Such specifications of abstract data types provide the basis for their realization in programs. Programmers know which data values need to be represented, which operations need to be implemented, and which constraints must be satisfied. Careful study of program code and the appropriate selection of tests help to ensure that the programs are correct. Finally, specifications of abstract data types can be used to investigate and demonstrate the properties of abstract data types themselves, leading to better understanding of programs and ultimately higher-quality software. See Computer programming, Software engineering

Relation to object-oriented paradigm

A major trend in computer science is the object-oriented paradigm, an approach to program design and implementation using collections of interacting entities called objects. Objects incorporate both data and operations. In this way they mimic things in the real world, which have properties (data) and behaviors (operations). Objects that hold the same kind of data and perform the same operations form a class.

Abstract data values are separated from abstract data type operations. If the values in the carrier set of an abstract data type can be reconceptualized to include not only data values but also abstract data type operations, then the elements of the carrier set become entities that incorporate both data and operations, like objects, and the carrier set itself is very much like a class. The object-oriented paradigm can thus be seen as an outgrowth of the use of abstract data types. See Object-oriented programming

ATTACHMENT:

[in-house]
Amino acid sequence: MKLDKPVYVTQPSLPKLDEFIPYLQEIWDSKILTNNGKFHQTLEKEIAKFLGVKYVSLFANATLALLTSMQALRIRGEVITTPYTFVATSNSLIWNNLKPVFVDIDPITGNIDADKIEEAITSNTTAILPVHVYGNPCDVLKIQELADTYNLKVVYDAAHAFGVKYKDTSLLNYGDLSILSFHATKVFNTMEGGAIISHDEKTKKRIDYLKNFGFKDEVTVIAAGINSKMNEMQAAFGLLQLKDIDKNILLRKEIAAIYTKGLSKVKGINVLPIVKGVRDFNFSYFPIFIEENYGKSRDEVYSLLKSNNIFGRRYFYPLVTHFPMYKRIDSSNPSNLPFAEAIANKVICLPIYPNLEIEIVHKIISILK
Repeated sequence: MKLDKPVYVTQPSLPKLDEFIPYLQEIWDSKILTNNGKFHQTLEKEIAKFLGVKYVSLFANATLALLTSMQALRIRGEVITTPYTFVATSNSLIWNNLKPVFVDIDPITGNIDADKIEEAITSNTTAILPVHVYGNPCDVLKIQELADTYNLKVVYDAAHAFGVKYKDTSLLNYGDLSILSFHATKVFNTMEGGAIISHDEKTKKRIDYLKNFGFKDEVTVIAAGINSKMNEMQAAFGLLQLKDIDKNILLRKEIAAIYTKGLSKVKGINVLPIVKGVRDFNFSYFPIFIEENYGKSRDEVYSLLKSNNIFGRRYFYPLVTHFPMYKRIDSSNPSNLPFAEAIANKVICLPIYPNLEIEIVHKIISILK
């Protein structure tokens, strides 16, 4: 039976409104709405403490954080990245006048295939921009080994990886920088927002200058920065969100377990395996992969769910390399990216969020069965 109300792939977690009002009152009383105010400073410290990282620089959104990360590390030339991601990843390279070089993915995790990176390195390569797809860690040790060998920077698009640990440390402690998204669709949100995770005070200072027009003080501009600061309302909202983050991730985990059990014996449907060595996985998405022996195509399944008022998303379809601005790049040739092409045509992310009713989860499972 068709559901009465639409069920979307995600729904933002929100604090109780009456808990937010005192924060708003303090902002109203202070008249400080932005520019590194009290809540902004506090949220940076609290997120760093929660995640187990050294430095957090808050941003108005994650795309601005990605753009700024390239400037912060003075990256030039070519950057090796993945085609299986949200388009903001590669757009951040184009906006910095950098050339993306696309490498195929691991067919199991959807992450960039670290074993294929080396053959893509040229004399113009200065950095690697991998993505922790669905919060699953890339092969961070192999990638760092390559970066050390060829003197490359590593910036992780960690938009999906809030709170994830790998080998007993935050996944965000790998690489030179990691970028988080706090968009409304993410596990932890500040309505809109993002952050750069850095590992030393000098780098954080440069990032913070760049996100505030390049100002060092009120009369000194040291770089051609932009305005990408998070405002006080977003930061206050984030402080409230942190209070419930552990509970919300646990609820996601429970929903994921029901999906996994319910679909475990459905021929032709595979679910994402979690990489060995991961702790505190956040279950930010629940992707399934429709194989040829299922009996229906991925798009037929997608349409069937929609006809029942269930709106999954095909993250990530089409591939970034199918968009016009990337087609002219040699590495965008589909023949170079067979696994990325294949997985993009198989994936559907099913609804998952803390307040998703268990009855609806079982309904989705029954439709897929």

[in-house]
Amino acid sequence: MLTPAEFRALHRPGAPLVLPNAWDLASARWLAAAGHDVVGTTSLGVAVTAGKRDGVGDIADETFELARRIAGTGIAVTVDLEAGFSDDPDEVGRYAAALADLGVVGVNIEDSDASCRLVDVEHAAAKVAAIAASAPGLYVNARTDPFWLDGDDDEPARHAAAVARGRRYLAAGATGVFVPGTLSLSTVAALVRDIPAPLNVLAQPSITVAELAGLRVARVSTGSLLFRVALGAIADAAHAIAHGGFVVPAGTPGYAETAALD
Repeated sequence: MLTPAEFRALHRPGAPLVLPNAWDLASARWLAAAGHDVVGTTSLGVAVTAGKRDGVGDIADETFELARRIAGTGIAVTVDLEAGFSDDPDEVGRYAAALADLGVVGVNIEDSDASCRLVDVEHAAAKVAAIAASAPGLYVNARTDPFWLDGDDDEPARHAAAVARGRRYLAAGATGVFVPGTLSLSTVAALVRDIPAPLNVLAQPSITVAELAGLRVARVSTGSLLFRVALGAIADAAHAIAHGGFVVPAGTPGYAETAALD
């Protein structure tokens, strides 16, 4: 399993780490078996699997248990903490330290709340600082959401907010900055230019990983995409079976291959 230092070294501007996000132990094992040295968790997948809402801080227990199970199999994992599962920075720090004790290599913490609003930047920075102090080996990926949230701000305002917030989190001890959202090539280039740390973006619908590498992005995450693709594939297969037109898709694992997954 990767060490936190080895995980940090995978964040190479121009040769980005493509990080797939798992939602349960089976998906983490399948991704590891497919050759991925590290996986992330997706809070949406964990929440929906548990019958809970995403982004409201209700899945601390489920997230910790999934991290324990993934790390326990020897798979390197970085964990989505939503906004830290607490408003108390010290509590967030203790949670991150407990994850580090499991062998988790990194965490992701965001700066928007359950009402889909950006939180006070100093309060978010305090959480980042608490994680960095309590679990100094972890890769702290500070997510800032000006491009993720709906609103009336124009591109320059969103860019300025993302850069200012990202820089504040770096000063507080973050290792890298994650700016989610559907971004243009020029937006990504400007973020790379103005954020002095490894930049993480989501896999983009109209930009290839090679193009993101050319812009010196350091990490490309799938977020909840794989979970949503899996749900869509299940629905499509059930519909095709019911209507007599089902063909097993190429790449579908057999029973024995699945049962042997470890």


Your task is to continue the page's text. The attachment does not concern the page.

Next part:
McGraw-Hill Concise Encyclopedia of Engineering. © 2002 by The McGraw-Hill Companies, Inc.

abstract data type

(ADT) A kind of data abstraction where a type's internal form is hidden behind a set of access functions. Values of the type are created and inspected only by calls to the access functions. This allows the implementation of the type to be changed without requiring any changes outside the module in which it is defined.

Objects and ADTs are both forms of data abstraction, but objects are not ADTs. Objects use procedural abstraction (methods), not type abstraction.

A classic example of an ADT is a stack data type for which functions might be provided to create an empty stack, to push values onto a stack and to pop values from a stack.

Reynolds paper.

Cook paper "OOP vs ADTs".
This article is provided by FOLDOC - Free Online Dictionary of Computing (foldoc.org)

abstract data type

A unique data type that is defined by the programmer. It may refer to an object class in object-oriented programming or to a special data type created in traditional, non-OOP languages. See abstraction, object-oriented programming and data type.
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Topics discussed include abstract data types, the stack, queues, recursion, lists, binary search trees, priority queues, heaps and graphs and sorting and searching algorithms and each chapter includes illustrations and sample code as well as student exercise questions.